Others deny use
Several police forces told CBC News they neither own nor use IMSI catcher technology, including Charlottetown police; the forces in Thunder Bay, Sudbury, Halton, Hamilton, Kingston, and London, Ont.; and in Quebec City, Laval and Gatineau, and the Quebec Provincial Police.
Police in Montreal, Regina, Halifax, Ottawa, Niagara and Windsor, Ont., declined to comment, citing policies not to discuss investigative techniques.
- Hamilton police say they don't own or use cellphone surveillance technology
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And police from York Region, Peel Region, and Waterloo in Ontario, as well as Victoria and the Royal Newfoundland Constabulary either didn't respond in time for publication, or ignored CBC's requests completely.
Durham Regional Police east of Toronto also ignored repeated requests from CBC to discuss IMSI catcher use, despite applying for a broad federal licence last summer that would allow the force to purchase such a device.
RCMP helps other forces
It's still not clear whether police in Toronto and Vancouver also own and operate their own IMSI catchers, but CBC News has learned that the RCMP has used the technology on behalf of both forces in the past.
Edmonton police said they don't own an IMSI catcher, but declined to say how many times they've used the technology during the past two years — or whether another police force helped them to do so.
The technique has been used in multiple Toronto police investigations, but in Vancouver it may have only been deployed once — in an emergency situation involving a missing person in 2007.
"The Device was used in an attempt to locate or verify the presence of a specific and known cellular phone," wrote Darrin Hurwitz, legal counsel for Vancouver police's access and privacy section, in a response last summer to a July 2015 Freedom of Information request from PIVOT Legal Society. "VPD does not own and has never owned this Device."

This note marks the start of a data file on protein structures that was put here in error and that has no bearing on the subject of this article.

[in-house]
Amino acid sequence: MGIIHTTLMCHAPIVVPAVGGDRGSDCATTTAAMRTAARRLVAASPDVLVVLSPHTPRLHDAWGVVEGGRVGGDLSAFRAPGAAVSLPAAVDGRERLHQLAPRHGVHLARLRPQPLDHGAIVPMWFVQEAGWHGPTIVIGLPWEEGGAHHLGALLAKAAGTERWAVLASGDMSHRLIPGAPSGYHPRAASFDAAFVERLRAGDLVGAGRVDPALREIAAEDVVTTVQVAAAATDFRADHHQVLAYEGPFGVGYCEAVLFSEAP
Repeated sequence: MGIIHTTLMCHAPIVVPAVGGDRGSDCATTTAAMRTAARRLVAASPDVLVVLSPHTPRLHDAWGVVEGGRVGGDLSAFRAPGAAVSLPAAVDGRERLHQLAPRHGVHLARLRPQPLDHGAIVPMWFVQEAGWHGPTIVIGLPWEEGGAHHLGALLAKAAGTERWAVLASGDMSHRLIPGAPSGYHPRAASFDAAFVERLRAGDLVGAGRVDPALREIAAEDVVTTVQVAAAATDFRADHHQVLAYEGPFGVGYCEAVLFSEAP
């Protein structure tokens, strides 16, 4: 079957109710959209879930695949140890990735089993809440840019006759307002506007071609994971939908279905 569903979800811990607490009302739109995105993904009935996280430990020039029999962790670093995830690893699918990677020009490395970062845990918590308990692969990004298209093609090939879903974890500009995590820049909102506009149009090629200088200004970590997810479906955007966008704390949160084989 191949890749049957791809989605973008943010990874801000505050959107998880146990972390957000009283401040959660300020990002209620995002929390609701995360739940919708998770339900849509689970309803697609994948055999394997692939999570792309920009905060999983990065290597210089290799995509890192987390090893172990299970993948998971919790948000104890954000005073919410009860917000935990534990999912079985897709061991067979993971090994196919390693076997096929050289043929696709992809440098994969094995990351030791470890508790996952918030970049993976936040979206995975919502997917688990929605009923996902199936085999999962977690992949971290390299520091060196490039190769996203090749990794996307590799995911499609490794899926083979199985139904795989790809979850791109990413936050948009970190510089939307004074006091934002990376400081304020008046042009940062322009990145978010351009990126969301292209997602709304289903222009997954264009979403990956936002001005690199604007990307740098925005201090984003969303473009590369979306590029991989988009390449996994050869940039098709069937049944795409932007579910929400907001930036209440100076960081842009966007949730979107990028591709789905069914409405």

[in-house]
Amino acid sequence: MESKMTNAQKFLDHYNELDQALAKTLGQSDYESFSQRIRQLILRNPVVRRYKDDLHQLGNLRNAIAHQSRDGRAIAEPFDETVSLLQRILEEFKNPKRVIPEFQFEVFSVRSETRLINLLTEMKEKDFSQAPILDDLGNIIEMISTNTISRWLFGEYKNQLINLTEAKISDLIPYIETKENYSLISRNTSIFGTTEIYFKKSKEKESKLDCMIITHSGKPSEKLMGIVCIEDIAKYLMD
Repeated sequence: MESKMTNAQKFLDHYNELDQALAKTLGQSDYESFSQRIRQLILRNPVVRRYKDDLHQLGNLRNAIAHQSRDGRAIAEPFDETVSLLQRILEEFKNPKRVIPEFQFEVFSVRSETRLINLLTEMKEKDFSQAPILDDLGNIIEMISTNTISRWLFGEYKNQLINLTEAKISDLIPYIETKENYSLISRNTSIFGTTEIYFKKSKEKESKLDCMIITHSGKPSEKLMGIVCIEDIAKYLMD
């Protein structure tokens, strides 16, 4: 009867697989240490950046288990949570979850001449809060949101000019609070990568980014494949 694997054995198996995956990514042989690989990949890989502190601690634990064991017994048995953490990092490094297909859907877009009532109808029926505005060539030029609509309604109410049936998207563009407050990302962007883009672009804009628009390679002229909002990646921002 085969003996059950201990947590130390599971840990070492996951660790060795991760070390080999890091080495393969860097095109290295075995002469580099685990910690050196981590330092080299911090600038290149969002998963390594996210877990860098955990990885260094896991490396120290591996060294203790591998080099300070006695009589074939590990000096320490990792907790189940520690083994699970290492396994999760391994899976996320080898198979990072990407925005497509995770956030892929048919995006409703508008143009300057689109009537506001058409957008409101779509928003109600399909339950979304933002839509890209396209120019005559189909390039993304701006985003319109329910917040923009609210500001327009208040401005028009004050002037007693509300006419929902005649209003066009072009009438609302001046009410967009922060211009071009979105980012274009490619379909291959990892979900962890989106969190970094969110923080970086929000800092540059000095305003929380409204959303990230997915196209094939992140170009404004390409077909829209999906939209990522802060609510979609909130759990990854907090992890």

Vancouver police didn't respond to multiple requests for comment, including about whether the force received additional RCMP assistance or obtained its own device since answering PIVOT's request.
Toronto police spokesperson Mark Pugash wrote in an email that they "do not discuss investigative techniques."
Calls for rules
Watchdog groups have called for specialized warrants and better public reporting of how the devices are being used.
"We want the police to have the appropriate tools," said Vonn of the B.C. Civil Liberties Association. "That they don't have the appropriate oversight and that those tools have the potential for abuse […] the public cares very much about that."
The Office of the Privacy Commissioner of Canada is investigating the RCMP's use of IMSI catchers, following a complaint filed last year.
"What I can tell you is that we are looking at what type of information the IMSI devices and associated software used by the RCMP are capable of capturing," spokesperson Tobi Cohen wrote in an email. "For instance, can and do they only capture the unique identifiers associated with a mobile device or are they also capable of capturing private voice, text and email communications."
Her office called the lack of transparency "a concern," and supports regular public reporting on the use and effectiveness of new technological powers — something the RCMP has said it could support.